Avignon. The Palais des Papes is the principal monument of the Avignon papacy, one-time site of the papal curia and by far the most significant 14th-cent. building to survive in southern France. The collections of late Gothic sculpture and painting in the Petit Palais act as a splendid foil to the work at the papal palace.
Pernes-les-Fontaines, Vaison, Venasque. Gentle stroll through Pernes, a delightful fortified river town with an important Romanesque church and 13th-cent. frescoed tower. Continue over the Dentelles de Montmirail to the stunning early mediaeval baptistery at Venasque. Free afternoon in Avignon.
Nîmes, Uzès, Pont du Gard. Nîmes has two of the most famous of Roman monuments: the amphitheatre and the Maison Carrée, a perfectly preserved temple. The Jardin de la Fontaine is a beautiful 18th-cent. garden around the terminus of an aqueduct – the water brought here across the Pont du Gard, an astonishing feat of engineering over the River Gardon. The Romanesque tower of Uzès cathedral sits against a backdrop of picturesque mediaeval streets and baroque houses. Overnight Avignon.
Arles. The amphitheatre at Arles is a justly famous early 2nd-cent. structure of a type developed from the Colosseum. The Romanesque Cathedral of St-Trophime is home to one of the greatest cloisters of 12th-cent. Europe. The Musée Départmental Arles Antique houses a quite spellbinding collection of classical and early Christian art. Overnight Avignon.
Villeneuve-lez-Avignon, Marseille. In the morning see Pope Innocent VI’s now ruined Charterhouse at Villeneuve-lez-Avignon and the Musée Pierre de Luxembourg, displaying works from the 14th–17th cents. in a former Cardinal’s palace. Continue to Marseille. Visit first the Basilique St Victor, which has a 5th-cent. crypt. First of two nights in Marseille.
Marseille. Morning walk through the Vieux Port and Panier districts, including the remains of the city’s ancient Greek then Roman port at the Jardin des Vestiges and La Vieille Charité, 17–18th cent. almshouses with a fine Baroque chapel. The Musée des Docks Romains illustrates the importance of Marseille in Mediterranean maritime trade. In the afternoon visit the Musée des Beaux Arts, where the highlight is a fine collection of 19th-cent. French art.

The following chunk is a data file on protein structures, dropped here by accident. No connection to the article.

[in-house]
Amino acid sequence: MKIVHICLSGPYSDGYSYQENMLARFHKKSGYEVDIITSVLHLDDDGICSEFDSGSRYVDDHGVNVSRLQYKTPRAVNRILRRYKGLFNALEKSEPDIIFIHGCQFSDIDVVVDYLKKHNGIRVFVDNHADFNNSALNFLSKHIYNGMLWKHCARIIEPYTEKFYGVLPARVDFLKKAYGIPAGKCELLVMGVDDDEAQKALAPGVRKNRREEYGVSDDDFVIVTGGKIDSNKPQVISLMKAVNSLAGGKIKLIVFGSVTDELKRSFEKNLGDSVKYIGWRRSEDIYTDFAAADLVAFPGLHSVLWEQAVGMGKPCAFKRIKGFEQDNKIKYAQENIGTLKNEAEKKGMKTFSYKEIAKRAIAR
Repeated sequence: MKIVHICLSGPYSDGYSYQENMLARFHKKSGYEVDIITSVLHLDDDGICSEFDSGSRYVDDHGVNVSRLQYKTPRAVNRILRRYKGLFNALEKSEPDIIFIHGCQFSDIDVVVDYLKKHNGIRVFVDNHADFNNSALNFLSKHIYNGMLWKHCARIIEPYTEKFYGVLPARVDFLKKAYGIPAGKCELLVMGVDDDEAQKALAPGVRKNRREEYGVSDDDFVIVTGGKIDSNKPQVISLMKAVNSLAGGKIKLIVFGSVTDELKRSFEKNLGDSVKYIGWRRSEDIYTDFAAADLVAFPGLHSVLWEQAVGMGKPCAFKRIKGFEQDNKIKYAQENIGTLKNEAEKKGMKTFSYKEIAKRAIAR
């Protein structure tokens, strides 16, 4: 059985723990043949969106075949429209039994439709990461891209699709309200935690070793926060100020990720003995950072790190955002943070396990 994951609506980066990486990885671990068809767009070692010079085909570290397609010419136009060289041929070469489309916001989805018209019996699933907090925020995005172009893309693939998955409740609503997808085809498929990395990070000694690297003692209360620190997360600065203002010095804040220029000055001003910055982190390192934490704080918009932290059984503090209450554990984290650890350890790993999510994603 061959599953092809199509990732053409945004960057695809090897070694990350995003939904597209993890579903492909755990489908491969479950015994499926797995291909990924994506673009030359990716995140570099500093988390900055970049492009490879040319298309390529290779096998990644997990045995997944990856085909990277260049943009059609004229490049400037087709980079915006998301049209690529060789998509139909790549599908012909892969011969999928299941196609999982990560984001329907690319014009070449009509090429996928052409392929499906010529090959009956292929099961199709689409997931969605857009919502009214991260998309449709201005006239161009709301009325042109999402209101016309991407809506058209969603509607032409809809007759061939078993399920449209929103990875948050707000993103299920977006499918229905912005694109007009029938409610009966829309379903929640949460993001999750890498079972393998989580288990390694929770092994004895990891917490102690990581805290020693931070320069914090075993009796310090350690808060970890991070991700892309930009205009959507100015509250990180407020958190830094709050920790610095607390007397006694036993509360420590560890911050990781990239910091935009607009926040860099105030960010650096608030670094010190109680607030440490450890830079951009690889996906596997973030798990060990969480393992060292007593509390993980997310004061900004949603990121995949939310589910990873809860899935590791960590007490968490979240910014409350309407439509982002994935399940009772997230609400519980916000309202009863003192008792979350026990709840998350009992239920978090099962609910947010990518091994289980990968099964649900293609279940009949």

Marseille. Free morning. Suggestions include the modern and contemporary collections of the Musée Cantini or the new Musée des Civilisations d’Europe et de la Méditerranée, containing collections previously at the former Musée des Arts et Traditions Populaires in Paris. Fly from Marseille, arriving at London Heathrow at c. 5.45pm.
Price – per person
Two sharing: £3,480 or £3,320 without flights. Single occupancy: £4,000 or £3,840 without flights.
Flights (Euro Traveller) with British Airways (aircraft: Airbus A319); travel by private coach throughout; hotel accommodation as described below; breakfasts and seven dinners with wine, water and coffee; all admissions; all tips; all taxes; the services of the lecturer and tour manager; hire of radio guides for better audibility of the lecturer.
Grand Hotel Roi René, Aix-en-Provence: 4 star, centrally located. Hôtel d’Europe, Avignon: central 5-star hotel in a former 16th-cent. residence. Grand Hotel Beauvau, Marseille : 4 star in the old port area with sea views.
Quite a lot of walking is involved, particularly in the town centres. The tour is not suitable for anyone who has difficulties with everyday walking and stairclimbing. There are some long days and coach journeys. Average distance by coach per day: 32 miles.
Between 10 and 22 participants.
Before booking, please refer to the FCO website to ensure you are happy with the travel advice for the destination(s) you are visiting: www.gov.uk/foreign-travel-advice.
'I learned heaps. I slept well. And the sun came out almost every day.'
'The combination of mediaeval, Roman and pre-Roman was exceptionally interesting.'
'Very well planned and covered a wide range of places and material.'